We can split these steps into two phases:
- The problem phase includes cue and craving, and it is when you realise that something needs to change.
- The solution phase includes the response and reward, and it is when you take action and achieve the change you desire.
|You walk into a dark room.
|You want to be able to see.
|You flip the light switch on.
|You satisfy your craving to see by turning on the switch. It becomes associated with being in a dark room.
|You feel demotivated all the time.
|You want to relieve your stress and frustration.
|You pull out your gadgets and indulge in them.
|You satisfy your need to de-stress by checking social media, scrolling through games, etc. Now, whenever you feel stressed, you indulge in gadgets.
|You wake up.
|You want to feel alert.
|You drink a cup of coffee.
|You satisfy your craving to feel alert. Drinking coffee becomes associated with waking up.
All behaviour is driven by the desire to solve a problem. Sometimes the problem could be something that requires the solution of adding something new, and sometimes the problem could be anything that requires the solution of eliminating. Either way, the purpose of every habit is to solve problems that you face.
In the table on the following page, you can see a few examples of what this looks like in real life.
Now the main question that arises is: how do we create good habits?
For that, you need to work according to the laws, which are:
- The 1st law: CUE, you have to make your cue very OBVIOUS. And for that, you have to be aware of your habits. You can make a habit scorecard to use so that you become aware of your behavior. You have to make specific additions to location and time to build a good habit. (Example: I AM GOING TO MEDITATE AT MY TERRACE FOR 15 MINUTES AT 6:30 AM TOM MORNING). And you can also learn to do habit stacking, in which you can add one more habit alongside what you have been doing for a long time.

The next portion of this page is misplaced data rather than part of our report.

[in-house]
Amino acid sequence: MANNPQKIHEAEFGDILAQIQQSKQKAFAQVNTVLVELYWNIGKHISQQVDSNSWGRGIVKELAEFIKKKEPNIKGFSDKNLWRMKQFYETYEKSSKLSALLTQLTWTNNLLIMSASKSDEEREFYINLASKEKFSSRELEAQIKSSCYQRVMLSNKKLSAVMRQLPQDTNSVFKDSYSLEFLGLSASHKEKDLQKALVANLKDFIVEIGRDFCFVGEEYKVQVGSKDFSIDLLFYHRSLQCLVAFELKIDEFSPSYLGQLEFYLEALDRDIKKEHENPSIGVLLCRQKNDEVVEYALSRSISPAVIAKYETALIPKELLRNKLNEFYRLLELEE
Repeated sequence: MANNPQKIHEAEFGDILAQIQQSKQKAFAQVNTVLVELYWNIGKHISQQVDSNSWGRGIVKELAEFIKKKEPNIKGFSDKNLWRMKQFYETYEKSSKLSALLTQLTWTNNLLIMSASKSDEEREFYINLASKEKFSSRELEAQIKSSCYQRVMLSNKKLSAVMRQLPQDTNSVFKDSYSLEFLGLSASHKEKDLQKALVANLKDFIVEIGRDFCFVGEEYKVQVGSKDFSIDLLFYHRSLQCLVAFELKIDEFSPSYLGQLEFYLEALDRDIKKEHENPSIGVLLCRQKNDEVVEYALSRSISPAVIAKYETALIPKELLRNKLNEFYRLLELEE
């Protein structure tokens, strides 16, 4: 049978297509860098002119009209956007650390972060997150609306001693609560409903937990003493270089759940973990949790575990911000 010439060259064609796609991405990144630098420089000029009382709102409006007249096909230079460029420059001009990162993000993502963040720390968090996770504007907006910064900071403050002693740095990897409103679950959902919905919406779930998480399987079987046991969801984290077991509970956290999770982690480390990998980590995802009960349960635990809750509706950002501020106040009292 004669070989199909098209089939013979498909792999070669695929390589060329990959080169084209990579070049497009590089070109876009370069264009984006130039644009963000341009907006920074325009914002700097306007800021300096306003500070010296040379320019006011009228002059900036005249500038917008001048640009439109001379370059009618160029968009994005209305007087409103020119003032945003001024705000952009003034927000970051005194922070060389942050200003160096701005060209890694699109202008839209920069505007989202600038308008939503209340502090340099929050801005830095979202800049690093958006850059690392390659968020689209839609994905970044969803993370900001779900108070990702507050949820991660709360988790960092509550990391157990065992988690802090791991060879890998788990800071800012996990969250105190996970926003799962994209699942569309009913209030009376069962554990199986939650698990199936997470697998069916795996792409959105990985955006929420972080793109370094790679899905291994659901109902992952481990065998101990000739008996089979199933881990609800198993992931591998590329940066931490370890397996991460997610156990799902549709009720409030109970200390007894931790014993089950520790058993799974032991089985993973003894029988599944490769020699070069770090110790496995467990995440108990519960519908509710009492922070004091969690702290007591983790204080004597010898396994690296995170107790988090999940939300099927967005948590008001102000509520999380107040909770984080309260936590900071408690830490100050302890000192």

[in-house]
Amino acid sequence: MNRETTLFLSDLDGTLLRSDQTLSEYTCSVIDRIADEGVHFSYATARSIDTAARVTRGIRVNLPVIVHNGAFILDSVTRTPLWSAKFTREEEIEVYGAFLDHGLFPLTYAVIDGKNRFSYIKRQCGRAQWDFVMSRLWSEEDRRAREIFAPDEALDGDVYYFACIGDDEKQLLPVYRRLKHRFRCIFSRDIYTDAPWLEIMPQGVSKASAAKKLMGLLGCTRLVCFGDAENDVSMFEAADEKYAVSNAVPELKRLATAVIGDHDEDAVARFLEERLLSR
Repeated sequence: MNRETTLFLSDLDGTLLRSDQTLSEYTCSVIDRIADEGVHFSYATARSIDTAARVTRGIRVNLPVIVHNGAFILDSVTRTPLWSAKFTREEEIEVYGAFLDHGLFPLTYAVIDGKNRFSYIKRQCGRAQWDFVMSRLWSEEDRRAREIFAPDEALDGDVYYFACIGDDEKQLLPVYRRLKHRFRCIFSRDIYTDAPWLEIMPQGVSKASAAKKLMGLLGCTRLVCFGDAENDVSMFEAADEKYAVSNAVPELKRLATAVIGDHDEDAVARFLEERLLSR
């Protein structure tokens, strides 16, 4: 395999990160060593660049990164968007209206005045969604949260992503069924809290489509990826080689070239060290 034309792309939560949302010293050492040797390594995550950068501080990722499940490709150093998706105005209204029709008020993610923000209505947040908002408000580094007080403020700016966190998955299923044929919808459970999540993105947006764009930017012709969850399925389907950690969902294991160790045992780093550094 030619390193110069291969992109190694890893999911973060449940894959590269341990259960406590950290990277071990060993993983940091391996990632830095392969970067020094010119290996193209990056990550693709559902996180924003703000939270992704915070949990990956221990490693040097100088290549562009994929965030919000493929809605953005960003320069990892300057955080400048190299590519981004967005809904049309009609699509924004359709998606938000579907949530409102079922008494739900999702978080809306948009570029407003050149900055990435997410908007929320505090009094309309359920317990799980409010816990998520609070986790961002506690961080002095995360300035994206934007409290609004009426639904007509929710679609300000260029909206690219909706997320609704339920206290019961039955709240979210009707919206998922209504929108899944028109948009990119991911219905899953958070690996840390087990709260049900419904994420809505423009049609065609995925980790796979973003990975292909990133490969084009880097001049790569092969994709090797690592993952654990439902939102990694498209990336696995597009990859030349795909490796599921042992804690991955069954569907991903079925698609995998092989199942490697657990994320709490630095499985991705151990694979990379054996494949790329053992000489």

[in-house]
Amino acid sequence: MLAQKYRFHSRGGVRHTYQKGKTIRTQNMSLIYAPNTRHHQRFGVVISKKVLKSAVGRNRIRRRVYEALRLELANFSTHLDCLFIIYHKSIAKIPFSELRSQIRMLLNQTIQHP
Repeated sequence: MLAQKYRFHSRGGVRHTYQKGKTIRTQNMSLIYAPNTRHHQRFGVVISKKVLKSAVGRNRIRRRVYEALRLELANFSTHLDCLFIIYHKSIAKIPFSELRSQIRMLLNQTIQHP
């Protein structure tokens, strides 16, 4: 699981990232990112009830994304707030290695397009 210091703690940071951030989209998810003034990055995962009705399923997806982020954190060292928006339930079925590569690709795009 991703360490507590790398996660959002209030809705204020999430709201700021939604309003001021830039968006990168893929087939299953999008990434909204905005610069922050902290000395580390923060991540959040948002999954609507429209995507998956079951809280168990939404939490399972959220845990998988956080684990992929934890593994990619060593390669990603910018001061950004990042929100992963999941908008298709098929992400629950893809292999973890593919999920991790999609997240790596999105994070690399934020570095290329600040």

- The second law is CRAVING. You have to make your craving attractive; the more attractive an opportunity is, the more likely it is to become habit forming. Temptation bundling is one way to make your habits more attractive. The strategy is to pair an action you want to do with an action you need to do and be part of those groups where cravings could be shared, i.e., both parties have similar outlooks and approaches. If a behaviour can get us approval, respect, and praise, we find it attractive.
- The 3rd law: RESPONSE, you have to make it easy; for this, you have to be in action and not in motion. Practicing more than planning. Create an environment where doing the right thing is as easy as possible; stop procrastinating.
- The 4th law: REWARD. For this, you have to make it.
We can invert these laws to learn how to break a bad habit as well. For the first law, you can try to make the cue invisible; for craving, you can make it unattractive; for response, you can try and make it difficult so that it becomes almost impossible to perform; and lastly, you can make the reward extremely unsatisfying by thinking of the outcomes and consequences.